Bonnechere is 2 hours from Ottawa and 3 hours from Kingston.

Brontë Creek Provincial Park

sugar maples in bronte creek between 2 barns at spruce lane farm

Bronte Creek Provincial Park offers fantastic interpretive experiences including a children’s farm.

Maiden’s Blush Trail is a 1 km wheelchair accessible trail located in the day use area. This paved trail winds through mature forest and is suitable for a leisurely walk among the beautiful fall colors. The trailhead is located near the playground, closest to parking lot C.

Bronte Creek is 30 minutes from Hamilton and 1 hour from Toronto.

Kakabeka Falls Provincial Park

Waterfall with fallen leaves on the trees.

Kakabeka Falls Provincial Park is home to the second tallest waterfall in all of Ontario. Visitors can take in the majestic 40m Kakabeka Falls, as well as the surrounding gorge and stunning autumn colours.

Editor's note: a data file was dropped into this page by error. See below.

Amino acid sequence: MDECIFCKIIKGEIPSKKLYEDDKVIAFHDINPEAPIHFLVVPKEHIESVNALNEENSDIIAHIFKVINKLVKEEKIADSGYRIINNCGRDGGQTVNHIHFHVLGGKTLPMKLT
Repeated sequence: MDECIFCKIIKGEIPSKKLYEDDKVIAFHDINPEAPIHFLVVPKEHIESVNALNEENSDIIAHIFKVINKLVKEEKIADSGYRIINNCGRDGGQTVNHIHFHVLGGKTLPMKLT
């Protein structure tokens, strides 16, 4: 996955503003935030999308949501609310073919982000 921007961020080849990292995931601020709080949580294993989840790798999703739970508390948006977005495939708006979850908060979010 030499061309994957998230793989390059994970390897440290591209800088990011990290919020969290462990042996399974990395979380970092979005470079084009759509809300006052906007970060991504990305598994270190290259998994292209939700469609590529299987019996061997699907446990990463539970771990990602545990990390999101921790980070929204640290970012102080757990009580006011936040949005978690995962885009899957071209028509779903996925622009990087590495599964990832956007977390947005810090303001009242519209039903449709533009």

Two women stand on a platform looking at the waterfall.

Kakabeka Falls has two wheelchair accessible trails for visitors. The 750m Boardwalk Trail circles the top of the falls and is located near accessible parking.

The scenic 1.25 km Mountain Portage Trail is part of the historic transportation that early travelers used to traverse around Kakabeka Falls. The trail also offers great views of the falls, gorge, and river from different vantage points.

Kakabeka Falls is 30 minutes from Thunder Bay.

Mashkinonje Provincial Park

People look at nature on the observation deck.

Mashkinonje Provincial Park features a diverse wetland system that supports major wetland types, including swamps, peat bogs, bogs, swamps and ponds. Fall is a great time to enjoy this park, as even the wetland grasses turn golden.

Man in wheelchair on platform looking at swamp

The first 600m of Mashkinonje’s Loudon Peatland Trail is barrier-free and leads to an observation platform at the edge of the peat bog. The trail has a fine surface and a long boardwalk that crosses the first wetland.

There is also an observation deck overlooking the wetland with some interpretive panels. The trail includes accessible parking, restrooms, and picnic tables at the trailhead.

Mashkinonje is 1 hour from North Bay and 1 hour and 15 minutes from Sudbury.

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Ouimet Canyon Provincial Park

Canyon in autumn with yellow trees